Long-term care insurance an option for the aging

For many, the words "long-term care insurance" have little meaning.

But for Micki Fernandez, it could have made all the difference. She takes care of her mom in her home and wonders what would happen if she weren't able to.

She said there's no way she or her mom could pay for long-term care.

"I'm very concerned about that and the more I think about it the more it scares me. It's a scary feeling," said Fernandez.

Fernandez has no children so she also worries about her own care down the road. She is considering buying a long-term care policy.

"Long-term care insurance can help cover the assistance you may need with things like bathing or preparing meals, in nursing and assisted living facilities and even in your home," said Consumer Reports Money Editor Penny Wang.

The average cost of such policies is about $2,700 per year.

The older you are, the more you'll pay. You'll also pay more depending on your health.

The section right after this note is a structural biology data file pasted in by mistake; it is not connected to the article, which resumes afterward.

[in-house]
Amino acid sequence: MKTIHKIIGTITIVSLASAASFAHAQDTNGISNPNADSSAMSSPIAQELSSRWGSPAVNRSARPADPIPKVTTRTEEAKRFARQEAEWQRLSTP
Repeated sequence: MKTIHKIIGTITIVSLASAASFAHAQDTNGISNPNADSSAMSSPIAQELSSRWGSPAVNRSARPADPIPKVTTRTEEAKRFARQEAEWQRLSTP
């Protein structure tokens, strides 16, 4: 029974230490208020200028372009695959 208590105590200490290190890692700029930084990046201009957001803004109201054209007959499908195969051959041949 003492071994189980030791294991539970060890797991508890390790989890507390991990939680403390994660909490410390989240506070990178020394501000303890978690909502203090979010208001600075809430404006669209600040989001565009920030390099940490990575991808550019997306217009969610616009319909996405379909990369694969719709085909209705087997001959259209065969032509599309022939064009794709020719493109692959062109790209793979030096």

With some serious conditions like Alzheimer's or metastatic cancer, an insurer might refuse to offer a policy at all.

"An alternative is a short-term care policy which is generally about a third of the cost of long term insurance. It can be less than $1,000 a year, but it covers a lot less," said Wang.

You'll only get about a year in a nursing home. It may not cover an assisted living facility or home health aides.

Hybrid insurance combines life and long-term care in one policy. It allows you to tap into the death benefit if you need it for care. But that type of insurance requires a significant upfront payment at an average of $89,000.
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